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Swollen hock syndrome is most common in the Shar Pei breed and goes by many different names, depending on where you are and what the local breeders are referring to the condition as. In some areas it is called Familial Shar Pei Fever, Hock Fever or Systemic Amyloidosis. Not a true fever as such, swollen hock syndrome is caused by an inability of the body, namely the kidneys and liver, to correctly break down and remove amyloidal proteins from the body. These amyloids can collect in the joints, bones and muscles resulting in the swelling and tenderness in the legs, muzzle and other muscles of the body.
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This is an inherited, congenital condition that is believed to be caused by an autosomal recessive gene. This means that both the sire and the dam or father and mother must both either have the condition or be carriers of the gene to pass the full condition on to the puppies. Dogs can, however, inherit the gene from one parent that has it and not from the parent that doesn't have the gene. This litter of puppies will all be carriers and while they won't show the signs if crossed with another carrier or a Shar Pei that has had an attack of swollen hock syndrome will have puppies that have the condition. Currently there is no specific DNA test and all that breeders can do is immediately spay and neuter any puppies that show the signs as well as the breeding pair that produced them. Often breeders that are not reputable will continue to breed the carrier, only spaying the obviously afflicted dog of the breeding pair. Potential Shar Pei owners should do some research about swollen hock syndrome in the lines they are considering.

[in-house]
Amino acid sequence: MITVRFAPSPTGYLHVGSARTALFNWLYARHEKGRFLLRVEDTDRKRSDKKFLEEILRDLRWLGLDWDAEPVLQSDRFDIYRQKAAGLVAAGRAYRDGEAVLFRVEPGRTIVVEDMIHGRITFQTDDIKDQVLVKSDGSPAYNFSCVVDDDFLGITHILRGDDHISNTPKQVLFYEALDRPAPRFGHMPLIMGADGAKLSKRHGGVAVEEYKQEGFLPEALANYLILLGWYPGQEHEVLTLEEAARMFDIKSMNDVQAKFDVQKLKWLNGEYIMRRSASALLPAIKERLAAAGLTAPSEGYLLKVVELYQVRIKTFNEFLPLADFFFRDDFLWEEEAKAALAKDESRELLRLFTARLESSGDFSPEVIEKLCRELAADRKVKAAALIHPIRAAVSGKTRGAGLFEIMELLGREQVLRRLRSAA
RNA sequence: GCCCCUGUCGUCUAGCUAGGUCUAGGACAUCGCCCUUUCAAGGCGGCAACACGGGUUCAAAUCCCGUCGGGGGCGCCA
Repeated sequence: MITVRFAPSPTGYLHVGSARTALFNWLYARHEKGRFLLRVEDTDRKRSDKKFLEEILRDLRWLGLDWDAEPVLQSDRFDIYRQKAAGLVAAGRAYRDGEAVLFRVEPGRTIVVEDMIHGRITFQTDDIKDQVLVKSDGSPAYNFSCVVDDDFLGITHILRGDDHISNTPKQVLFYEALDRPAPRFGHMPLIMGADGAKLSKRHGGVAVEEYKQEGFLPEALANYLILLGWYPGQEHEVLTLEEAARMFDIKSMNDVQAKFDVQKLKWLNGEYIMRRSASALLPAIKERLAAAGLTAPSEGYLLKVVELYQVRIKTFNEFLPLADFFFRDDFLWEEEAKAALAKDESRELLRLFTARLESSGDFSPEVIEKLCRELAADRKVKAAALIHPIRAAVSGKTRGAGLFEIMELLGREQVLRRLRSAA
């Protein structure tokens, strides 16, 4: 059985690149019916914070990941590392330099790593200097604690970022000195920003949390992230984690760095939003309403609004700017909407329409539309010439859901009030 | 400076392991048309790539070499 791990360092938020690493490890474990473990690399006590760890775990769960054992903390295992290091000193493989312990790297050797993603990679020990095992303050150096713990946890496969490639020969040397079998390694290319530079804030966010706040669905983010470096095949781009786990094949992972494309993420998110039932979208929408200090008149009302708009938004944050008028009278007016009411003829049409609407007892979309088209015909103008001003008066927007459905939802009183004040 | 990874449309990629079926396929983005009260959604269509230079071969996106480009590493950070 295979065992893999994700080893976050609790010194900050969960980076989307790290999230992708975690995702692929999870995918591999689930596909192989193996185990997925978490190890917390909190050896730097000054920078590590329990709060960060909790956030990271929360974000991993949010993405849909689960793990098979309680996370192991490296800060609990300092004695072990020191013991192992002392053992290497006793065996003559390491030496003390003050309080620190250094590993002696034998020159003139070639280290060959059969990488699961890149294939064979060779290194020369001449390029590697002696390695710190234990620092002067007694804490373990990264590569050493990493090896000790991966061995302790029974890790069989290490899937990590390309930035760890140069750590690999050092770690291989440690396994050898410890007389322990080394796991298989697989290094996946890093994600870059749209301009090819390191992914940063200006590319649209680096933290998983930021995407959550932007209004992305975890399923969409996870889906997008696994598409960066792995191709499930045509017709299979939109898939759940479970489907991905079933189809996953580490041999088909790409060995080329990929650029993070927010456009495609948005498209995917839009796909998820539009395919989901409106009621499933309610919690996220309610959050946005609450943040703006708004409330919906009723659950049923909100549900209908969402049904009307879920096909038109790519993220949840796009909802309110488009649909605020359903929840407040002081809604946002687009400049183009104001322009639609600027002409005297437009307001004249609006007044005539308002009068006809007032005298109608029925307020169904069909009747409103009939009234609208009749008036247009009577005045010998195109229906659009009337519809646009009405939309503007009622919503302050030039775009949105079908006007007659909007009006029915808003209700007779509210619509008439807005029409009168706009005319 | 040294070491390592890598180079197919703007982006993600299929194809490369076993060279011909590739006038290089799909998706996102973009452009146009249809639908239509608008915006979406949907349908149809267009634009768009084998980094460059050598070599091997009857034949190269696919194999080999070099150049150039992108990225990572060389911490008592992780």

Swollen hock syndrome can range from one or more attacks when the puppy is young and then no further occurrences to frequent and regular attacks throughout the dog's life. As the disease continues to occur there will be greater damage to the kidneys and liver that will not be repaired by the body, resulting in shortened life spans and often sudden death due to kidney and liver failure.
Attacks can be mild in nature to very severe. Mild cases may include swelling of the muzzle and eyes, slight temperature increases and sensitivity of the hind legs to movement or touch. In more severe cases the dog may be in a great deal of pain and may not be able to stand any touch to the muzzle, eyes or back legs, all which will be noticeable swollen. The temperature can rise above 107 degrees which becomes life threatening in itself as the body systems begin to break down at these temperatures. The dog may shiver and cry or whine and seem unable to regulate his or her body temperature. The dog may stand with his or her back arched like a cat and will have severe bouts of diarrhea and vomiting. Typically these dogs will not eat or drink either due to the pain in the muzzle area.
While there is no treatment or prevention for an attack of swollen hock syndrome aspirin and cool water baths and rinses can be used to manage the fever. Pain medications may be administered by the vet if needed. Low protein foods and supplements to support kidney and liver functioning may be an option to discuss with the vet. Notify the breeder immediately if your puppy has an attack of swollen hock syndrome. Most puppies will have an attack between 4 to 18 months if this is going to be a problem with the dog, however sometimes the puppy attacks are misunderstood and misdiagnosed. Rarely adults that have never had an attack as a puppy will start to have them when they are well past the juvenile stage.
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